Anthem for Jackson Dawes, by Celia Grant (book review) – cancer, friendship, music, and love

book cover of Anthem for Jackson Dawes by Celia Grant published by Bloomsbury Books for Young ReadersCancer?
Stuck in a pediatric ward?
What 13-year-old wants any of that?

When her friends don’t make the trip into London to visit her in the hospital, when the first clumps of her hair start falling out during chemo, only Jackson’s brilliant smile can start to cheer up Megan.

Grab some tissues when you get this memorable book from your local library or independent bookstore for the happy-sad story.

Is our time together here on Earth ever really long enough?

Book info: Anthem for Jackson Dawes / Celia Grant.  Bloomsbury Books for Children, 2013.  [author site]  [publisher site]

My book talk: Stuck in the children’s ward of a London hospital, teens Megan and Jackson battle cancer, boredom, and their unknown futures as they forge a friendship that could be more.

Megan knew these horrible headaches weren’t normal for 13-year-olds, but she’d never have dreamed that a cancerous brain tumor was causing them. Her doctors are quick to order chemo, quick to hustle her into the first available hospital spot, not so quick to realize that being in a noisy ward with little kids isn’t very healing for teenagers… thank goodness she’ll be there a few weeks, then home for a while before the next round. And her friends will come in from the suburbs to visit her, right?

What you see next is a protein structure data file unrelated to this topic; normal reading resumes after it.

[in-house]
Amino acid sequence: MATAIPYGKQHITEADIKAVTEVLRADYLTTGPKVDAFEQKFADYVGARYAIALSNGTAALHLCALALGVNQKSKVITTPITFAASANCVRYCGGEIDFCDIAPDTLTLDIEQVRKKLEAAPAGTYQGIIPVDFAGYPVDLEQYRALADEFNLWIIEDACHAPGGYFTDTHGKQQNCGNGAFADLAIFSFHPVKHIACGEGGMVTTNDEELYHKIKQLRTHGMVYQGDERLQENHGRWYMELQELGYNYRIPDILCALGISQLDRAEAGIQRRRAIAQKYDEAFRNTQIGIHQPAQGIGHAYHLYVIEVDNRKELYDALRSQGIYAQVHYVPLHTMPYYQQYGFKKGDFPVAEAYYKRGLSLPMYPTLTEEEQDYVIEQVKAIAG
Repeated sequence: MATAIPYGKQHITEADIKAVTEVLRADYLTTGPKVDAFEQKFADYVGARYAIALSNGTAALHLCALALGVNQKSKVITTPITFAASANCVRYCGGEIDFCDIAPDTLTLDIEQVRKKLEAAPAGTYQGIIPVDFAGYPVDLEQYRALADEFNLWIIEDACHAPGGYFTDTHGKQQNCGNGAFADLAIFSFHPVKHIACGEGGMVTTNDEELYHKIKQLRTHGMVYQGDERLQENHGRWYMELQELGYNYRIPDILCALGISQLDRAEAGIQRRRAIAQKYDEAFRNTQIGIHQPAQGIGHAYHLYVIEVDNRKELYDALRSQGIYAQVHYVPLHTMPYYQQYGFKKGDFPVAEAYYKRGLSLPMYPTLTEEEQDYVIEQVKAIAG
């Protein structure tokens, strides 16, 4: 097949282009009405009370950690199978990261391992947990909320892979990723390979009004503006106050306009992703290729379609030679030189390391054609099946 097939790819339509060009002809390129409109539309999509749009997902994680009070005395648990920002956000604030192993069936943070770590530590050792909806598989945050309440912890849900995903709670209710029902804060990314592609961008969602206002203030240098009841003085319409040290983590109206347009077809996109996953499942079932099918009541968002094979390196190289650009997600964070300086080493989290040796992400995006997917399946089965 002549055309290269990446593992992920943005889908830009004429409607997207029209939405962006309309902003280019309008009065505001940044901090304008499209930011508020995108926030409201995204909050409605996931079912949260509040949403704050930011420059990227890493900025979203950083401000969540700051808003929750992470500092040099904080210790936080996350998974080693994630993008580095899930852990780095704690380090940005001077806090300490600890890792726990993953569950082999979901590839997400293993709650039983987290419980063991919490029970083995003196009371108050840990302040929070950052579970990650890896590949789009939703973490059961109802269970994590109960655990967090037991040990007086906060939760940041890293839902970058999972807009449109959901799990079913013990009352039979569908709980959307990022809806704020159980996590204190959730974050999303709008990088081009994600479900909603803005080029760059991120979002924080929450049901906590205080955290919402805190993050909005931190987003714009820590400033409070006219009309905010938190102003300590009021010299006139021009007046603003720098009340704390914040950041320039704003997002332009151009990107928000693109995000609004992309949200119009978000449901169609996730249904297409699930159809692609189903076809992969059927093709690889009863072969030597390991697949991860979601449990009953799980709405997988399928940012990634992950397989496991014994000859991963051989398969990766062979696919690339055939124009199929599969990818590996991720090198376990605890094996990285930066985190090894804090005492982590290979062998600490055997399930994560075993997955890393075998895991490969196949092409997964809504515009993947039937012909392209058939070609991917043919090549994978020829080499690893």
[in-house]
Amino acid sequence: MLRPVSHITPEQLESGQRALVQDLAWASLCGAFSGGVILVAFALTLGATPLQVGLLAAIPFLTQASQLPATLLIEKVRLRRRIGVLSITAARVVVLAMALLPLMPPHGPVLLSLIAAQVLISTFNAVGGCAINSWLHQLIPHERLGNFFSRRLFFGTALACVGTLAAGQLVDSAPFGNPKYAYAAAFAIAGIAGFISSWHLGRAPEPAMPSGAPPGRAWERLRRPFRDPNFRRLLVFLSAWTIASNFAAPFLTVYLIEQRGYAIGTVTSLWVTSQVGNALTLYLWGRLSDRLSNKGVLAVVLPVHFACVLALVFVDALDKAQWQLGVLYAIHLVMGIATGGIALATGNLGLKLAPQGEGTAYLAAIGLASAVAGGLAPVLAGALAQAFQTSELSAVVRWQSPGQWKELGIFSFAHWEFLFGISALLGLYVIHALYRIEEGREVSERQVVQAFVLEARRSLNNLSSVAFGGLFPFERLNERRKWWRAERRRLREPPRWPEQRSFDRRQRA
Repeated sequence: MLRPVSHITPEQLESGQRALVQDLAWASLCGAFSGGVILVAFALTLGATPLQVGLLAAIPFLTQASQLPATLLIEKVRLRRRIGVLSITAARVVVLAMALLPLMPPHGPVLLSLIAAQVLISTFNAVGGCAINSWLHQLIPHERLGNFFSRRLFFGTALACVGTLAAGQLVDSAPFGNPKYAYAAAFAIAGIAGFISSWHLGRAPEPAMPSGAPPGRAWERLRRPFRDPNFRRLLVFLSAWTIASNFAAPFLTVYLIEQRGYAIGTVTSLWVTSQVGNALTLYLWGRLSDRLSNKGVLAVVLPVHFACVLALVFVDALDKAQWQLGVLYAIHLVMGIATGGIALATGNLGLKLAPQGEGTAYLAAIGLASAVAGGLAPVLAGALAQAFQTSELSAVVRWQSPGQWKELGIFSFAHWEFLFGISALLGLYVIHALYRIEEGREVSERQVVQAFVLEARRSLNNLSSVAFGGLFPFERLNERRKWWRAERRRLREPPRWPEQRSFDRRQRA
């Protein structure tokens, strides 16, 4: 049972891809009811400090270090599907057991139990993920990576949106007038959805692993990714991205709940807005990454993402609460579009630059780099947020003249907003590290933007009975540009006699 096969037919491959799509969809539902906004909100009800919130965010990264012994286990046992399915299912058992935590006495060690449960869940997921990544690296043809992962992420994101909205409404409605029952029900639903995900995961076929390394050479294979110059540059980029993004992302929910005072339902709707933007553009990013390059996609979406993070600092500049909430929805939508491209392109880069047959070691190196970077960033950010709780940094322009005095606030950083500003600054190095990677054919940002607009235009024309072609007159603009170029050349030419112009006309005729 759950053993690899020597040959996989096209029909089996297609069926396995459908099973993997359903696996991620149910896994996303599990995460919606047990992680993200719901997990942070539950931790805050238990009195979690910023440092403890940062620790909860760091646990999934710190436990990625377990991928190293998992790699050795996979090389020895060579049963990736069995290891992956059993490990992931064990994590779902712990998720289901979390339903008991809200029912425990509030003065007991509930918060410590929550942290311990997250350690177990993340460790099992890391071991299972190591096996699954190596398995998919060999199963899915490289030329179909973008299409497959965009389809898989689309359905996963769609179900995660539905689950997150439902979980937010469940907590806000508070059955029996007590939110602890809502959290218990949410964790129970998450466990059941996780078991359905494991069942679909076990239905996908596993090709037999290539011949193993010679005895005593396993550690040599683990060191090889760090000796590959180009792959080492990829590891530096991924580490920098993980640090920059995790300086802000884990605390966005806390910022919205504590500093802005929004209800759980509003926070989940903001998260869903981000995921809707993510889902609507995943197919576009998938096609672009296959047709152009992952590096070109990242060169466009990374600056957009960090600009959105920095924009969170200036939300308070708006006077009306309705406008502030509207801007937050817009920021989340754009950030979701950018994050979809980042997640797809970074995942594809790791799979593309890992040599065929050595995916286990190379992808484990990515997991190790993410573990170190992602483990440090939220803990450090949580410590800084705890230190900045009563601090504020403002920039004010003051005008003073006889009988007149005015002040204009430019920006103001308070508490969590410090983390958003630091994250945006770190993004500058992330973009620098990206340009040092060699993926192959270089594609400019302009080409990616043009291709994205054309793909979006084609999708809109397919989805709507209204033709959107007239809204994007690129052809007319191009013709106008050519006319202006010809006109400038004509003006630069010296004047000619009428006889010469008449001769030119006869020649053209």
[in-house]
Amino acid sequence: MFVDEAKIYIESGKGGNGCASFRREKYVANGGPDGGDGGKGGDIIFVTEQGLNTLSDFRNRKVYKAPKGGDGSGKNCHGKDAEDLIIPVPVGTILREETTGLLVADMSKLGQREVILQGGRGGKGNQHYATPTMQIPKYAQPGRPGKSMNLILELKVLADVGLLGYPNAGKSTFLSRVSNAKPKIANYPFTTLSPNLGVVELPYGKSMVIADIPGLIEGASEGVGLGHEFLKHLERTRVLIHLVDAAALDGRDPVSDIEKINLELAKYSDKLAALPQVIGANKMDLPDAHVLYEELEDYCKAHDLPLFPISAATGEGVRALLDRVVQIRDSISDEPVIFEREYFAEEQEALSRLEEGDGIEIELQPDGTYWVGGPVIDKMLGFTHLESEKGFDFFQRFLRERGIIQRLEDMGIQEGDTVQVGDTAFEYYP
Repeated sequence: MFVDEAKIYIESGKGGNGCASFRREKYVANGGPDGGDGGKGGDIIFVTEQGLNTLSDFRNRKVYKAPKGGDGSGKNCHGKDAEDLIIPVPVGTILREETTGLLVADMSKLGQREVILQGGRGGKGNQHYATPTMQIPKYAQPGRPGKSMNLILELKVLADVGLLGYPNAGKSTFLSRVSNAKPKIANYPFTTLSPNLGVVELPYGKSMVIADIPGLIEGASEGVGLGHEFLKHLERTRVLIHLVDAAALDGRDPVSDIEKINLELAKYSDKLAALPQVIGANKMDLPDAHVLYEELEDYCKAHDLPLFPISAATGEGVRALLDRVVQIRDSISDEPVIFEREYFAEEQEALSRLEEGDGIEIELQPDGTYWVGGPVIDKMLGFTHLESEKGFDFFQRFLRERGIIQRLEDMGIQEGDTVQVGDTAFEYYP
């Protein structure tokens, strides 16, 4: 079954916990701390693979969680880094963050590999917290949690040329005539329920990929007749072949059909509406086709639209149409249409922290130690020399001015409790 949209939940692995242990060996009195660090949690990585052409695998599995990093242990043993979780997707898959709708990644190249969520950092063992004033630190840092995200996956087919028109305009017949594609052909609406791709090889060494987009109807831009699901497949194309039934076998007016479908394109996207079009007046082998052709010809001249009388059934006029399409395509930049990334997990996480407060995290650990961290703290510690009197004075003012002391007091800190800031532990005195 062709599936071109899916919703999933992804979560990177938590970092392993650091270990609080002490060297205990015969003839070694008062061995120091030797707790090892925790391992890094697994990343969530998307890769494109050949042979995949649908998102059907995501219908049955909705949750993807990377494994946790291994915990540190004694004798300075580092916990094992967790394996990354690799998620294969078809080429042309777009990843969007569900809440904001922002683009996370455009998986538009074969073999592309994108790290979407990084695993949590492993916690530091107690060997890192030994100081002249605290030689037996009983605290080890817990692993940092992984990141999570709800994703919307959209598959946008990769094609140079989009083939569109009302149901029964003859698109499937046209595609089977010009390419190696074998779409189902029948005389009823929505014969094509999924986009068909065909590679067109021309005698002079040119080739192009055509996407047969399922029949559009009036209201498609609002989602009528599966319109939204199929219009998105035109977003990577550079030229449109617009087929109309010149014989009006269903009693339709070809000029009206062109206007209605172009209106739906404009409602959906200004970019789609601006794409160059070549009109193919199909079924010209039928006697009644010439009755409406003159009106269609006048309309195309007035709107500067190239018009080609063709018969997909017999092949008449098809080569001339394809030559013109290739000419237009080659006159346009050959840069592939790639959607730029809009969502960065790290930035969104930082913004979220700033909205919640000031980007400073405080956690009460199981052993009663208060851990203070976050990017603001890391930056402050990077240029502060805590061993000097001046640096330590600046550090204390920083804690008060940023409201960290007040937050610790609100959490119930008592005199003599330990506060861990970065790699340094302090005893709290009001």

The brightest spot in the whole whirlwind of noise, nausea and IVs is Jackson, another teen like her, stuck in the kiddie ward as he fights off a rare cancer with more and more experimental treatments. But Jackson isn’t like anyone else. Tall, thin, blackest skin, brightest smile, he roams the hospital at all hours, especially where he shouldn’t be going. When Meg is at her lowest, he’ll tell her stories in his late Jamaican grandfather’s accent, sing the songs the two Jacksons shared, for music is his greatest passion.

When she’s home between treatments, Megan is so tired from the chemo that she can’t even go back to school half-days – and forget about playing soccer on the school team as she used to do. Her friends come over, but no one knows what to talk about – cancer will do that, Jackson says. If only Dad wasn’t working so far away, if Granddad could travel to the hospital to cheer everyone up…

Every time Jackson or Megan goes home from the hospital, they miss one another terribly and worry that they won’t be in for treatment at the same time next round. As Megan’s tumor shrinks and her surgery approaches, the pair escapes the ward nightly to wander through the hospital… in search of what?

How many of the kids in their ward will beat their cancer?
Why can’t Megan’s friends understand that it’s still her under the wig?
Are their days and nights in hospital all the time that Megan and Jackson will ever have together?

Full of heart and feeling, but never sentimental, Anthem for Jackson Dawes  pays tribute to all the youngsters who fight full-force against cancer, their caregivers and parents, and their schoolmates and siblings who watch bewildered from the sidelines.  (One of 6,000 books recommended on Review copy and cover image courtesy of the publisher.

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